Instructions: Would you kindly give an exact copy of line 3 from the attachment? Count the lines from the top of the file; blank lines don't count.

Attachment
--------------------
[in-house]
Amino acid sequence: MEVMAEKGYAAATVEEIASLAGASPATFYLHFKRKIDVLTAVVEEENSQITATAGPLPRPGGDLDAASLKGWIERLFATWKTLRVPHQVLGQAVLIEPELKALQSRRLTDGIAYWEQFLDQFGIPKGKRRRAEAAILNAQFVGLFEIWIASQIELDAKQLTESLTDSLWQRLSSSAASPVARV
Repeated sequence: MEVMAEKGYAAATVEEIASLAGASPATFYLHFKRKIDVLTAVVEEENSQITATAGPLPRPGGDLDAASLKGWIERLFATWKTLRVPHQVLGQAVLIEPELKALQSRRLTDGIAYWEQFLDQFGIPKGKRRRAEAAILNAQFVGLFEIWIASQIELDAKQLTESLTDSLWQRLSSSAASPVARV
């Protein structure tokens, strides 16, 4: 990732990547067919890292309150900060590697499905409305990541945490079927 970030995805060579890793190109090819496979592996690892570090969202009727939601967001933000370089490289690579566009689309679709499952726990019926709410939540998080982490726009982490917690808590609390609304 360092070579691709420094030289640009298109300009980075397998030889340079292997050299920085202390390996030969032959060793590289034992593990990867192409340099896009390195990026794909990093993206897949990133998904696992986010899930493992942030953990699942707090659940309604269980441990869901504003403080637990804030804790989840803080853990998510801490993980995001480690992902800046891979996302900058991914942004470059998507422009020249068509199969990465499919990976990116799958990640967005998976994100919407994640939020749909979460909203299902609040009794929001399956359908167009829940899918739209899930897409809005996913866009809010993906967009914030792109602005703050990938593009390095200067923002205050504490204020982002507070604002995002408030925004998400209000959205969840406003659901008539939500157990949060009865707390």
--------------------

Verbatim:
Repeated sequence: MEVMAEKGYAAATVEEIASLAGASPATFYLHFKRKIDVLTAVVEEENSQITATAGPLPRPGGDLDAASLKGWIERLFATWKTLRVPHQVLGQAVLIEPELKALQSRRLTDGIAYWEQFLDQFGIPKGKRRRAEAAILNAQFVGLFEIWIASQIELDAKQLTESLTDSLWQRLSSSAASPVARV